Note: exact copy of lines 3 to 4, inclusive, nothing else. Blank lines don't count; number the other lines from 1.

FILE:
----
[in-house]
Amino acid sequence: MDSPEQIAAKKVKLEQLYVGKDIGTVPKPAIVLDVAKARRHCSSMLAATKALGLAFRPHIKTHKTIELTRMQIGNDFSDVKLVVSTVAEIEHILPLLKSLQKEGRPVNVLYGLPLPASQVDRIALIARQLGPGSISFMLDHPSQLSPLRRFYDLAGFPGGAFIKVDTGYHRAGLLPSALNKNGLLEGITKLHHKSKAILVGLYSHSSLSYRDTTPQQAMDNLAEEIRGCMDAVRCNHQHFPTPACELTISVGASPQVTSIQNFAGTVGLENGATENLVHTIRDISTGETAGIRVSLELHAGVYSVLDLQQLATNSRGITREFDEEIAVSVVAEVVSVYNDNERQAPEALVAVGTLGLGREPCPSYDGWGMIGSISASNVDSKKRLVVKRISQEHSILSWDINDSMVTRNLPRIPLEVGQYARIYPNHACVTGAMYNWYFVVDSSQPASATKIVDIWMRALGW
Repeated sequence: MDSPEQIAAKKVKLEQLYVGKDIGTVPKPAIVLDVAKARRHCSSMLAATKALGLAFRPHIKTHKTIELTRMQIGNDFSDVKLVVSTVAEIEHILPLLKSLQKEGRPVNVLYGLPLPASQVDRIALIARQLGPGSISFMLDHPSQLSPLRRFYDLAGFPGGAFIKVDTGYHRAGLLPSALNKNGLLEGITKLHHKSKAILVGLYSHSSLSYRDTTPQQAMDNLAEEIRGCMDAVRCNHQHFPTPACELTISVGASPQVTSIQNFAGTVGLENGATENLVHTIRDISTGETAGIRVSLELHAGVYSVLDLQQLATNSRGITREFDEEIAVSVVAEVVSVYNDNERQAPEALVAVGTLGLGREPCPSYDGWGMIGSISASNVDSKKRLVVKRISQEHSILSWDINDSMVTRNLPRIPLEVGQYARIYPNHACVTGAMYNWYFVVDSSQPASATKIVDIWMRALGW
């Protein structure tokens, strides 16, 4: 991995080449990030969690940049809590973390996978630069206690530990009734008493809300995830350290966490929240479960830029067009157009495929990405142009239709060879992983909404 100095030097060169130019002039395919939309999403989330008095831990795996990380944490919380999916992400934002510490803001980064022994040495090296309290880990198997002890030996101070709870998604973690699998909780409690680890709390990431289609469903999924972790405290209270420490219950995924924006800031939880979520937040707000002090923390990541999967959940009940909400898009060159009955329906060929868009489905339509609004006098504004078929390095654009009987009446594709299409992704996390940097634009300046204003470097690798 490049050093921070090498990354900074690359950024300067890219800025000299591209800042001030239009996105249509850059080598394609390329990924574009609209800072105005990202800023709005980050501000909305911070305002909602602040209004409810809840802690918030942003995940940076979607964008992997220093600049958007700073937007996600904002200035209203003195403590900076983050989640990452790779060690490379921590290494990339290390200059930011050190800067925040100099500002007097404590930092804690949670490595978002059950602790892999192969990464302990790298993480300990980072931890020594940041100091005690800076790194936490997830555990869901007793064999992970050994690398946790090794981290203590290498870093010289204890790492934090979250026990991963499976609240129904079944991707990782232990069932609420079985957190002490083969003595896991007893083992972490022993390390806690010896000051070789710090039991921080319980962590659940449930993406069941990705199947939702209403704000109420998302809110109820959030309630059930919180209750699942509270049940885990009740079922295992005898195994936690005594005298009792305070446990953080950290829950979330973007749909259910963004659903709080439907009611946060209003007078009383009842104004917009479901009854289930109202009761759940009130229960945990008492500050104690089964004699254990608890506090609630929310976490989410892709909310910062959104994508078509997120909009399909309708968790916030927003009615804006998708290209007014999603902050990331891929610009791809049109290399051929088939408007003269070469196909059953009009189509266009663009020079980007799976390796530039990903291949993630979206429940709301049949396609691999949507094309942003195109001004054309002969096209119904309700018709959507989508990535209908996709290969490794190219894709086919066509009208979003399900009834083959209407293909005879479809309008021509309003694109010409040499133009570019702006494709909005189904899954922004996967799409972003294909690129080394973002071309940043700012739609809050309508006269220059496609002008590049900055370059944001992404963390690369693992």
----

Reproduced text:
Repeated sequence: MDSPEQIAAKKVKLEQLYVGKDIGTVPKPAIVLDVAKARRHCSSMLAATKALGLAFRPHIKTHKTIELTRMQIGNDFSDVKLVVSTVAEIEHILPLLKSLQKEGRPVNVLYGLPLPASQVDRIALIARQLGPGSISFMLDHPSQLSPLRRFYDLAGFPGGAFIKVDTGYHRAGLLPSALNKNGLLEGITKLHHKSKAILVGLYSHSSLSYRDTTPQQAMDNLAEEIRGCMDAVRCNHQHFPTPACELTISVGASPQVTSIQNFAGTVGLENGATENLVHTIRDISTGETAGIRVSLELHAGVYSVLDLQQLATNSRGITREFDEEIAVSVVAEVVSVYNDNERQAPEALVAVGTLGLGREPCPSYDGWGMIGSISASNVDSKKRLVVKRISQEHSILSWDINDSMVTRNLPRIPLEVGQYARIYPNHACVTGAMYNWYFVVDSSQPASATKIVDIWMRALGW
């Protein structure tokens, strides 16, 4: 991995080449990030969690940049809590973390996978630069206690530990009734008493809300995830350290966490929240479960830029067009157009495929990405142009239709060879992983909404 100095030097060169130019002039395919939309999403989330008095831990795996990380944490919380999916992400934002510490803001980064022994040495090296309290880990198997002890030996101070709870998604973690699998909780409690680890709390990431289609469903999924972790405290209270420490219950995924924006800031939880979520937040707000002090923390990541999967959940009940909400898009060159009955329906060929868009489905339509609004006098504004078929390095654009009987009446594709299409992704996390940097634009300046204003470097690798 490049050093921070090498990354900074690359950024300067890219800025000299591209800042001030239009996105249509850059080598394609390329990924574009609209800072105005990202800023709005980050501000909305911070305002909602602040209004409810809840802690918030942003995940940076979607964008992997220093600049958007700073937007996600904002200035209203003195403590900076983050989640990452790779060690490379921590290494990339290390200059930011050190800067925040100099500002007097404590930092804690949670490595978002059950602790892999192969990464302990790298993480300990980072931890020594940041100091005690800076790194936490997830555990869901007793064999992970050994690398946790090794981290203590290498870093010289204890790492934090979250026990991963499976609240129904079944991707990782232990069932609420079985957190002490083969003595896991007893083992972490022993390390806690010896000051070789710090039991921080319980962590659940449930993406069941990705199947939702209403704000109420998302809110109820959030309630059930919180209750699942509270049940885990009740079922295992005898195994936690005594005298009792305070446990953080950290829950979330973007749909259910963004659903709080439907009611946060209003007078009383009842104004917009479901009854289930109202009761759940009130229960945990008492500050104690089964004699254990608890506090609630929310976490989410892709909310910062959104994508078509997120909009399909309708968790916030927003009615804006998708290209007014999603902050990331891929610009791809049109290399051929088939408007003269070469196909059953009009189509266009663009020079980007799976390796530039990903291949993630979206429940709301049949396609691999949507094309942003195109001004054309002969096209119904309700018709959507989508990535209908996709290969490794190219894709086919066509009208979003399900009834083959209407293909005879479809309008021509309003694109010409040499133009570019702006494709909005189904899954922004996967799409972003294909690129080394973002071309940043700012739609809050309508006269220059496609002008590049900055370059944001992404963390690369693992």